(Spoiler free note to future self when I once again start confusing the different Vonnegut titles: This is the ice one.)
Not that spoilers can do much to a Vonnegut book in general, and this one is no exception: The actual plot is only an accessory to keeping the book appropriately strange and invested in its absurdist vibe. I enjoy Vonnegut as a rule, and Cat’s Cradle is no difference. I re-read it because it featured heavily in Among Others, but I was overdue for a re-read anyways.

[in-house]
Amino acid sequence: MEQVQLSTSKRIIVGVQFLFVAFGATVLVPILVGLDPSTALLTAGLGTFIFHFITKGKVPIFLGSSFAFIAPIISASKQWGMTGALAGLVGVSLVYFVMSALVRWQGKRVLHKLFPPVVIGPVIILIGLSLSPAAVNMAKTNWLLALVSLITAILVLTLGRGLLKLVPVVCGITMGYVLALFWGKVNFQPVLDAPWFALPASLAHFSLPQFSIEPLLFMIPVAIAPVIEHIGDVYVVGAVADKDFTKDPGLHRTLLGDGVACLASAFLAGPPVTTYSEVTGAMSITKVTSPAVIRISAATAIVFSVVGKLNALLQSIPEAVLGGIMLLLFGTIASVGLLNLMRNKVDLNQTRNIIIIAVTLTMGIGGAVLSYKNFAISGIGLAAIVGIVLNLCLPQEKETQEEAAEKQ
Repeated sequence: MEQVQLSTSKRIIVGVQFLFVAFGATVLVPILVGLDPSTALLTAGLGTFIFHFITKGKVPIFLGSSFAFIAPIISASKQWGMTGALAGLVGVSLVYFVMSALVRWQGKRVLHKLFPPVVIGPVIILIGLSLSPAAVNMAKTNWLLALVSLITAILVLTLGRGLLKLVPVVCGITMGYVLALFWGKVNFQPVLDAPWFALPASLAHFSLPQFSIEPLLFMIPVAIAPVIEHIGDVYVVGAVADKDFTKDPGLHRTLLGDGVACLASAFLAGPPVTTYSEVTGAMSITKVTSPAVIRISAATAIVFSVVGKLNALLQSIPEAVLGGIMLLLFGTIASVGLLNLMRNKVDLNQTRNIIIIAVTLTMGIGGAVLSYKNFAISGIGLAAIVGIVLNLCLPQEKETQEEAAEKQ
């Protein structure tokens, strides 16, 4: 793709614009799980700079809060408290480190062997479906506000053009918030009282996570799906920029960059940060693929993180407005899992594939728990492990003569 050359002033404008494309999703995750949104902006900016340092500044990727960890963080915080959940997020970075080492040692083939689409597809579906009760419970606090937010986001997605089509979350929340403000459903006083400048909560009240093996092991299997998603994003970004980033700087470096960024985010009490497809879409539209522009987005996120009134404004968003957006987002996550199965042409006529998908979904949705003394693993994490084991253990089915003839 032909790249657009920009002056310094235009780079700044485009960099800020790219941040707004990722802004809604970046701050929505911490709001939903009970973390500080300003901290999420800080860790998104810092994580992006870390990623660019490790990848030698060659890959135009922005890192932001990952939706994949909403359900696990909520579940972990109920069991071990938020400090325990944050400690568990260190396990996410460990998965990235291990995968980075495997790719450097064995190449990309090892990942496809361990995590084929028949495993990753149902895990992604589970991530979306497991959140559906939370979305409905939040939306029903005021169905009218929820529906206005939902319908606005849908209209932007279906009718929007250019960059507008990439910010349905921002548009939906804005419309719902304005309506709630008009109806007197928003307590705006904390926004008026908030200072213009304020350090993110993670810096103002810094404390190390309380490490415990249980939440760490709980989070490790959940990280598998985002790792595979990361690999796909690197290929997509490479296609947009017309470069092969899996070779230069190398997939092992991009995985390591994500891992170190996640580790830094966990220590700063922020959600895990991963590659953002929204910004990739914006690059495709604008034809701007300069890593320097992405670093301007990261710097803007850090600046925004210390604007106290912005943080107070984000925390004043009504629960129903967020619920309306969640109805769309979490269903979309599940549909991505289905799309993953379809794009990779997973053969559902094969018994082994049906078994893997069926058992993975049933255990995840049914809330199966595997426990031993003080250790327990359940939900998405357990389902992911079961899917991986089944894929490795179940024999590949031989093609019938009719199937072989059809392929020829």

Cat’s Cradle features lots of the prophet Bokonon (who cares), and his concept of a karass (I care!): A group of people your light is tangled up with for no very logical reason. Bokonon, of course, is made to be quotable:
- “Ah, God,” says Bokonon, “what an ugly city every city is!”
- “Peculiar travel suggestions are dancing lessons from God.”
- “Maturity,” Bokonon tells us, “is a bitter disappointment for which no remedy exists, unless laughter can be said to remedy anything.”